Minified vs Minimalist Rules

D&D got a way with a lot of bad habits, because it was the only game in town. People are expected to read the core rules, then the Dungeon Master's Guide, then an adventure. I've copied their style, and only now realized the error of front-loading MAXIMUM RULES.

The order of books in this case is:

  1. Core Rules (Players Handbook)
  2. Dungeon Master's Guide
  3. Adventure/ Campaign

Smaller Rules

By contrast, Mörk Borg introduces a brief (but punchy) setting, dishes out a minimalist ruleset, and then immediately starts the adventure.

The barrier to entry is low. The images bludgeon you in the face, the writing is short and mysterious, and the adventure suddenly switches styles to be as intelligible and clear as possible.

So Mörk Borg has done well, in some part due to minimalist rules.

The order of books here is:

  1. Mörk Borg

...which is much easier to digest, but it seems like a shame to lose so much.


Mörk Borg rules rely on two things to maintain minimalism:

  1. Only print rules for combat and lists of items; no skills, nor systems for skills, social resolution, or any actions outside of combat.
  2. Rely on GM fiat to fill in everything outside these two.

Minified Rules

I've rewritten Escape from the Horde to contain BIND's basic rules. They seem surprisingly small, given the 100-page rulebook.

So far, the decisions have gone as so:

On the character sheets:

  1. Place the basic scores required for combat, e.g. just '2D6+4', instead of asking people to calculate '2D6 + Dexterity (2) + Combat (2)'.
  2. Place players' spells on their character sheets, so the player is responsible for knowing how it works (with the GM making rulings, as usual).

And in the module's introduction:

  1. Present the basic 2D6 + Attribute + Skill Mechanic
  2. Present basic combat: Attack, Damage, Spend 1 action point.

Then throughout the module, scene by scene:

  1. In BIND you only make 1 roll. (The extra rules for unarmed combat have been ditched)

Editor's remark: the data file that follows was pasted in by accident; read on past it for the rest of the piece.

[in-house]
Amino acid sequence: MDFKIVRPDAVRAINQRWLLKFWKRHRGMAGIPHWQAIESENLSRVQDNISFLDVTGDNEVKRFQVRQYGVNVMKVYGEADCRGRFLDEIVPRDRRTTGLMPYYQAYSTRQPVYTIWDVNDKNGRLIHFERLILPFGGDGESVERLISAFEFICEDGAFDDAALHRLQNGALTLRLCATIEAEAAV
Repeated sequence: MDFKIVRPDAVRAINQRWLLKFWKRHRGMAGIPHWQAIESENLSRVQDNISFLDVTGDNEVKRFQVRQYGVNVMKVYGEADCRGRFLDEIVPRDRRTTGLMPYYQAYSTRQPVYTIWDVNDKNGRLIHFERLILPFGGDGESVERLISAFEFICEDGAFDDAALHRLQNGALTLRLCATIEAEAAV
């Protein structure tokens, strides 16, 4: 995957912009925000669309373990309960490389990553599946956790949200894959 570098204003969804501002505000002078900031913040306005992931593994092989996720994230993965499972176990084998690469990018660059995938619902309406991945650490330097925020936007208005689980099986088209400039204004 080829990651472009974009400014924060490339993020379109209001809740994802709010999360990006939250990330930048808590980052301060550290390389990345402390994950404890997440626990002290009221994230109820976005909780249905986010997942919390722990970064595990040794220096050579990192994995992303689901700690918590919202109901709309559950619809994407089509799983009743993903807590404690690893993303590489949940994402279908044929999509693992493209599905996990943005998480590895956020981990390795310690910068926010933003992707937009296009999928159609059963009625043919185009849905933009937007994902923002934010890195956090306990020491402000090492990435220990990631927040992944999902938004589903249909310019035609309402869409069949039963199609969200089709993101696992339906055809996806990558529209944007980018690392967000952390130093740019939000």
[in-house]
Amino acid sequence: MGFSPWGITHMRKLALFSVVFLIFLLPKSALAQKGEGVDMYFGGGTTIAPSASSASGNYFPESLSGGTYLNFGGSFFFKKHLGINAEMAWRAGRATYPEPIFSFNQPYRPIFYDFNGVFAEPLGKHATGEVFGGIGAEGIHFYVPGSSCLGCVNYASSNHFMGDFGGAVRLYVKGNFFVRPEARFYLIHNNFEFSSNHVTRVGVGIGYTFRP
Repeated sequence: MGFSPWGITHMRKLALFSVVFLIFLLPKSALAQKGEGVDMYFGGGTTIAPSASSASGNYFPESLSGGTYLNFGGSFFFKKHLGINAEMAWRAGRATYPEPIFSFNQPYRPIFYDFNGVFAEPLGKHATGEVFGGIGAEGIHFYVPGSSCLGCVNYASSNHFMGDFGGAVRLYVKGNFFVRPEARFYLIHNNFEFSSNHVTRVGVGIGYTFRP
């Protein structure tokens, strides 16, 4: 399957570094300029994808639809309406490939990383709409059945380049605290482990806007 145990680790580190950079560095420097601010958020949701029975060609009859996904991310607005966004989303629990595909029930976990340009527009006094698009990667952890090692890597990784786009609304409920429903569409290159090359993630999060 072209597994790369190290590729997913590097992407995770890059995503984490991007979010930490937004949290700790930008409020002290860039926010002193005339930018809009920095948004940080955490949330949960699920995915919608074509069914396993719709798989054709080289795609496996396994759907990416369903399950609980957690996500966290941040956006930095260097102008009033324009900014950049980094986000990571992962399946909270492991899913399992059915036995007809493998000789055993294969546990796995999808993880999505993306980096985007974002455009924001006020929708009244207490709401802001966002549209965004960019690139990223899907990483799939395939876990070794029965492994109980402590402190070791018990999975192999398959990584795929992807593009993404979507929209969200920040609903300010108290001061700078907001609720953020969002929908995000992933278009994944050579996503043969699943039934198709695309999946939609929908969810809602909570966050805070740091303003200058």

2. Rules for regenerating resources at the end of each scene.
  3. Resisted actions.
  4. End of scene rules are repeated, just to remind the GM.
  5. Weapons:
  6. The party find weapons in a kitchen: cooking knives, a broom, and a frying pan.
  7. Stats are given for just those weapons.
  8. When the party find a prison where allies might potentially exist, rules are given for spending Story Points to introduce allies (who can then replace dead PCs)

A one-page rules overview is introduced in a handout.

I call these rules 'minified' rather than 'minimalist', because the full ruleset still exists. In fact, the adventure module references exactly where to find full rules in the core book.

The natural order of the books now starts with the adventure module, and then goes onto the rules. If I could start this project again, I might leave out the setting book entirely, and instead maintain a wiki about Fenestra, purely for the sake of consistency.

Instead of describing an area, and then making adventures for it, I would make adventures to introduce the world.

  • Instead of having readers read about the Night Guard, there could be a module which involves working for the Night Guard, or being a member of the Night Guard.
  • Instead of dumping a bunch of monster statblocks in a bestiary, adventure modules would introduce those monsters, one at a time.
  • Instead of describing Guilds at war, a module might be made to introduce towns, along with a massive list of items and prices.
  • Instead of writing about the College of Alchemy, a module would make the PCs into apprentices, and provide the extended rules for magic.

Repeating Rules

A problem looms - if all modules introduce the rules, this sounds rather banal. It sounds like riding a bike with training wheels, forever.

Well I don't think this will be a real problem. White Wolf introduced all their books with the same ruleset every time. I suspect that most people simply skimmed the rules sections after they picked up a second White Wolf book, making sure they already knew those sections, and moving on to the new stuff.


And of course, as ever, LaTeX came in to ensure the rules need not repeat. I've placed all the commentary about rules into an environment which makes it optional.

If you compile the book for new people, it presents the rules and then a short adventure. If you compile the book for those who already know the rules, it compiles to a longer adventure without presenting any rules.


It's early days, but it feels like a friendlier way to write for an unknown RPG system.